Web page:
• Reply 14 of 17
    jeffdmjeffdm Posts: 12,946member
    Quote:
    Originally Posted by Lou View Post


    If you're an non profit organisation why are you looking at mac?



    How about a PC with a dedicated Linux Server distro, Maybe Red Hat or whatever Novell renamed the SuSE server edition to?



    Why not? It's a lot easier to set up and learn. It doesn't have to have OS X Server if you use SharePoints and it doesn't require nearly the same level of knowledgeability to administer. It doesn't need fancy or expensive hardware either.
  • Reply 15 of 17
    a_greera_greer Posts: 4,594member
    Quote:
    Originally Posted by Messiah View Post


    I'd be checking Ebay for a suitable MDD G4.



    Four drives (which can be configured as RAID 0+1). Two optical drives, and as it was the last G4 tower, it was super stable.



    The money you save could buy you a lot of RAM for that machine...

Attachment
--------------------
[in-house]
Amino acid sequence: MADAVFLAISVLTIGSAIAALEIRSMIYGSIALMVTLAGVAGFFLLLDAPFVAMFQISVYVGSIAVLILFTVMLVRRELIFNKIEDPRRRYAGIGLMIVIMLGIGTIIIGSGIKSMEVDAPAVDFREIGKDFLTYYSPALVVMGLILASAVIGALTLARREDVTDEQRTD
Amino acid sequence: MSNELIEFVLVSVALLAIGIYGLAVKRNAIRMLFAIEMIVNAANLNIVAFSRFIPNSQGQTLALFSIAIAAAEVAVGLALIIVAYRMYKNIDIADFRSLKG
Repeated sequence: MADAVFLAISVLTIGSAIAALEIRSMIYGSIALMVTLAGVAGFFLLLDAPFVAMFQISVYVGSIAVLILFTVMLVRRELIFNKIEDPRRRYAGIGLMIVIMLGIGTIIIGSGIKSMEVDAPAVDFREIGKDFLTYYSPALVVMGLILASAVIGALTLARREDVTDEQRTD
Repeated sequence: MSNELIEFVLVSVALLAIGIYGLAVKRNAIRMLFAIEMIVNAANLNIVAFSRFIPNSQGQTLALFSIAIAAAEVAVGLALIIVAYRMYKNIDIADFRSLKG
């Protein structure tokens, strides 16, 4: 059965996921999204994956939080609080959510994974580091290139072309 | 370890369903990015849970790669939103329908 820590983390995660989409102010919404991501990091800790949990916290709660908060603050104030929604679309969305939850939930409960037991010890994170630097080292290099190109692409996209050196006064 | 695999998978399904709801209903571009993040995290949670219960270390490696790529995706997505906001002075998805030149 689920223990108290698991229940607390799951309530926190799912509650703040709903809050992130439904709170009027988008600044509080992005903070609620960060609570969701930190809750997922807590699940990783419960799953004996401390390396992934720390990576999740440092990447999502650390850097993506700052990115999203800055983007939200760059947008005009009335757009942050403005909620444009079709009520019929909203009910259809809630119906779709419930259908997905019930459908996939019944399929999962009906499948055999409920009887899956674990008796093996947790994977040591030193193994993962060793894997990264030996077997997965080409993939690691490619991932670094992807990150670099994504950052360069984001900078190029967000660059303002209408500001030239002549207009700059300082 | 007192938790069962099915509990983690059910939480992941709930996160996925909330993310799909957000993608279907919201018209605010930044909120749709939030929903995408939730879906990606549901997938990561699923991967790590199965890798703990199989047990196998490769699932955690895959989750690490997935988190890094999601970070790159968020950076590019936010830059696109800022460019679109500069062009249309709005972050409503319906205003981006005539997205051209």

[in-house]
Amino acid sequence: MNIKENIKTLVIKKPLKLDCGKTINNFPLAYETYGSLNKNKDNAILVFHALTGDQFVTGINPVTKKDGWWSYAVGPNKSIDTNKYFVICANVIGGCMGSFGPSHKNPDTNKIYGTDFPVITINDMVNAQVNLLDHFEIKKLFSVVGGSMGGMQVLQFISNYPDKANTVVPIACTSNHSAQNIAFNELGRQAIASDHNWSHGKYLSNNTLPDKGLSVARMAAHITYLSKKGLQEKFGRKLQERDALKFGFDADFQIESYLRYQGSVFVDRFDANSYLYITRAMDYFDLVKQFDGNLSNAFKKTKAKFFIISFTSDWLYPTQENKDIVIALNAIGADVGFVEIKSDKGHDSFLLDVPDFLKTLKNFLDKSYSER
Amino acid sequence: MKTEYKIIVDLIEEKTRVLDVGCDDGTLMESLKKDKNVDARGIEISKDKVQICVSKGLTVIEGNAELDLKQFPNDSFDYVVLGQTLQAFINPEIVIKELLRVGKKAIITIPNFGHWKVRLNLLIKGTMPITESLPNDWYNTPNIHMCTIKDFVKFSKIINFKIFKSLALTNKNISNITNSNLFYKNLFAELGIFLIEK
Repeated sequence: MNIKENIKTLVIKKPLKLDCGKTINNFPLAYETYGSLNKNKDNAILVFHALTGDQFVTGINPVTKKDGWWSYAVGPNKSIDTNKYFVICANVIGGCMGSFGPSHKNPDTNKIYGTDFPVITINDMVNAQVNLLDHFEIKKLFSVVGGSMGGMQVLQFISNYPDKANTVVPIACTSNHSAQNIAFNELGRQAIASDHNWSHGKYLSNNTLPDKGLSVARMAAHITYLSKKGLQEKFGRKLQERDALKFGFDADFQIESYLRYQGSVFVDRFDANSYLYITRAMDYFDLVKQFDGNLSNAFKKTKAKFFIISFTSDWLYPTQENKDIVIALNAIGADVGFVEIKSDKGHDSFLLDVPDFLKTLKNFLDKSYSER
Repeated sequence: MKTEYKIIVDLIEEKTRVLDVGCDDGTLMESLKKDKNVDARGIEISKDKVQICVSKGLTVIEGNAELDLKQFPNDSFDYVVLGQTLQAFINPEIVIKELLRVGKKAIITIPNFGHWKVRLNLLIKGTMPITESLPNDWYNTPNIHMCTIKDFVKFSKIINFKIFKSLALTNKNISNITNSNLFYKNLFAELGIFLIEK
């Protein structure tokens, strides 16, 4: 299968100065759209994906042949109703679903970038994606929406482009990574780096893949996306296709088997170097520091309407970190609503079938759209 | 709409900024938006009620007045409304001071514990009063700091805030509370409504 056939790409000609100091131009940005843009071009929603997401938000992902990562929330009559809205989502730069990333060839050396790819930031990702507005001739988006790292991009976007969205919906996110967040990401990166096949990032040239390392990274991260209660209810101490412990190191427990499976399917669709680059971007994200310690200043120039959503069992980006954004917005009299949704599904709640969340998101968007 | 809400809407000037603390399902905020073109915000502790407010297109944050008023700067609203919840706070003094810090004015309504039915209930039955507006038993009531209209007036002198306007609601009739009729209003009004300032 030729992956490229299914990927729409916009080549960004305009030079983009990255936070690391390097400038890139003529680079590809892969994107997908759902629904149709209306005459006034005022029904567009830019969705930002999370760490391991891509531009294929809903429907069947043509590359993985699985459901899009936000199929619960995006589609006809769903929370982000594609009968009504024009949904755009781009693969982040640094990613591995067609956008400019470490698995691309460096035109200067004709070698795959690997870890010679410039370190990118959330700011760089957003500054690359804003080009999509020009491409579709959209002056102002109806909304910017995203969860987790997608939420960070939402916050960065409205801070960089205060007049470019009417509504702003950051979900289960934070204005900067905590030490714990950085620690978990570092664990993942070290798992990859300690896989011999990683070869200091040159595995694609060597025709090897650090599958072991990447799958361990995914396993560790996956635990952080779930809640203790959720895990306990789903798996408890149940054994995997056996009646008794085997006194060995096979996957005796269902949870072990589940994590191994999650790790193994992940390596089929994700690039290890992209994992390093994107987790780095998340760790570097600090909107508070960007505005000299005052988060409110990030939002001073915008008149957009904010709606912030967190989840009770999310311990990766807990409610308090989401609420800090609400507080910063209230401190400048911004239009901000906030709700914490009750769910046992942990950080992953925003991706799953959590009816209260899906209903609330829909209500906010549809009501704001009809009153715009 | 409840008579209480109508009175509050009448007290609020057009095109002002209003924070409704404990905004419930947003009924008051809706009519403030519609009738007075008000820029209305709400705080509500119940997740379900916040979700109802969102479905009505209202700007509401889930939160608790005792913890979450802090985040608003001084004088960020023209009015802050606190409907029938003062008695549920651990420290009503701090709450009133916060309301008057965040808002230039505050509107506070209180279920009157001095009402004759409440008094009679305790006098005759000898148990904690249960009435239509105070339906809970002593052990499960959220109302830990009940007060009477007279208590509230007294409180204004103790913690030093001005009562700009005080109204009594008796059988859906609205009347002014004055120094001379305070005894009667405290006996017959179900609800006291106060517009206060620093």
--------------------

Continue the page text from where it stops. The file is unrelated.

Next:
We are talking about a file server here...right? It will run SMB and NFS and maybe a user validation/LDAP suit...that, if done properly does not need more than 512 MB of ram for under 50 users. and for the acctual storage, DO NOT use IDE, period! get SATA or Ultra SCSI drives and a HARDWARE RAID controller...do a RAID, do not be talked out of it. One would be foolish (and if ones profession is Info Tech, professionally incompetent) to rely on one disk for your organizations mission-critical data. If a software raid lakes out, you are most likely screws, whereas with hardware, you just slam in another drive and go with it.